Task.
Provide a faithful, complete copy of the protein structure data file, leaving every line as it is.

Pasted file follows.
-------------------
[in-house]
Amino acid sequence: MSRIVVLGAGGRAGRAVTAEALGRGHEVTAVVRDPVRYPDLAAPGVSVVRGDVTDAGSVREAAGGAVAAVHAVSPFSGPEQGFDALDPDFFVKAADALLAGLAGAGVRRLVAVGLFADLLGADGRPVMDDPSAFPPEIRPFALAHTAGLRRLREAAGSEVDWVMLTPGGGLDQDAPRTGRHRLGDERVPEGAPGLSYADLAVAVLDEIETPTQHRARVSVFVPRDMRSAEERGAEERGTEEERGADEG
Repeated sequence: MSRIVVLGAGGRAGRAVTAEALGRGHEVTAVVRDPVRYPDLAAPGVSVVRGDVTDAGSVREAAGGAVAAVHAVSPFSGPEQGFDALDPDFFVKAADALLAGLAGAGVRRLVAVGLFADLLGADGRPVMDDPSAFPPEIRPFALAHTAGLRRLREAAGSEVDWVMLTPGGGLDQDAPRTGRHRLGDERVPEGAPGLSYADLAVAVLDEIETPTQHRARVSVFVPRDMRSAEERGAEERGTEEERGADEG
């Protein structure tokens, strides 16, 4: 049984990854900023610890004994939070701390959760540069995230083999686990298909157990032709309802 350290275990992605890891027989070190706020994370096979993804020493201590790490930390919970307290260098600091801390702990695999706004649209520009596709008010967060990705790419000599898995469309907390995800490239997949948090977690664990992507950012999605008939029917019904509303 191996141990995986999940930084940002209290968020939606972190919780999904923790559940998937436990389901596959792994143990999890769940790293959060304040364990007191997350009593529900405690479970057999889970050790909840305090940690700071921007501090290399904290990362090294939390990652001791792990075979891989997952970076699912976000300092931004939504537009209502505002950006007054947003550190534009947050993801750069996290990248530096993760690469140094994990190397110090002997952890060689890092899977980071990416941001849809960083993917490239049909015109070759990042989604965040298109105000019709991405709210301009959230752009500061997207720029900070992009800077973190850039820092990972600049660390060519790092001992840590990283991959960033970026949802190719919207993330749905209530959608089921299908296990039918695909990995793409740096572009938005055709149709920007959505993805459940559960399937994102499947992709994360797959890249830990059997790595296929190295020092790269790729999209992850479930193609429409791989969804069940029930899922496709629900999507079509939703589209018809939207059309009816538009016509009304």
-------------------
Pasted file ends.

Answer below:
[in-house]
Amino acid sequence: MSRIVVLGAGGRAGRAVTAEALGRGHEVTAVVRDPVRYPDLAAPGVSVVRGDVTDAGSVREAAGGAVAAVHAVSPFSGPEQGFDALDPDFFVKAADALLAGLAGAGVRRLVAVGLFADLLGADGRPVMDDPSAFPPEIRPFALAHTAGLRRLREAAGSEVDWVMLTPGGGLDQDAPRTGRHRLGDERVPEGAPGLSYADLAVAVLDEIETPTQHRARVSVFVPRDMRSAEERGAEERGTEEERGADEG
Repeated sequence: MSRIVVLGAGGRAGRAVTAEALGRGHEVTAVVRDPVRYPDLAAPGVSVVRGDVTDAGSVREAAGGAVAAVHAVSPFSGPEQGFDALDPDFFVKAADALLAGLAGAGVRRLVAVGLFADLLGADGRPVMDDPSAFPPEIRPFALAHTAGLRRLREAAGSEVDWVMLTPGGGLDQDAPRTGRHRLGDERVPEGAPGLSYADLAVAVLDEIETPTQHRARVSVFVPRDMRSAEERGAEERGTEEERGADEG
């Protein structure tokens, strides 16, 4: 049984990854900023610890004994939070701390959760540069995230083999686990298909157990032709309802 350290275990992605890891027989070190706020994370096979993804020493201590790490930390919970307290260098600091801390702990695999706004649209520009596709008010967060990705790419000599898995469309907390995800490239997949948090977690664990992507950012999605008939029917019904509303 191996141990995986999940930084940002209290968020939606972190919780999904923790559940998937436990389901596959792994143990999890769940790293959060304040364990007191997350009593529900405690479970057999889970050790909840305090940690700071921007501090290399904290990362090294939390990652001791792990075979891989997952970076699912976000300092931004939504537009209502505002950006007054947003550190534009947050993801750069996290990248530096993760690469140094994990190397110090002997952890060689890092899977980071990416941001849809960083993917490239049909015109070759990042989604965040298109105000019709991405709210301009959230752009500061997207720029900070992009800077973190850039820092990972600049660390060519790092001992840590990283991959960033970026949802190719919207993330749905209530959608089921299908296990039918695909990995793409740096572009938005055709149709920007959505993805459940559960399937994102499947992709994360797959890249830990059997790595296929190295020092790269790729999209992850479930193609429409791989969804069940029930899922496709629900999507079509939703589209018809939207059309009816538009016509009304």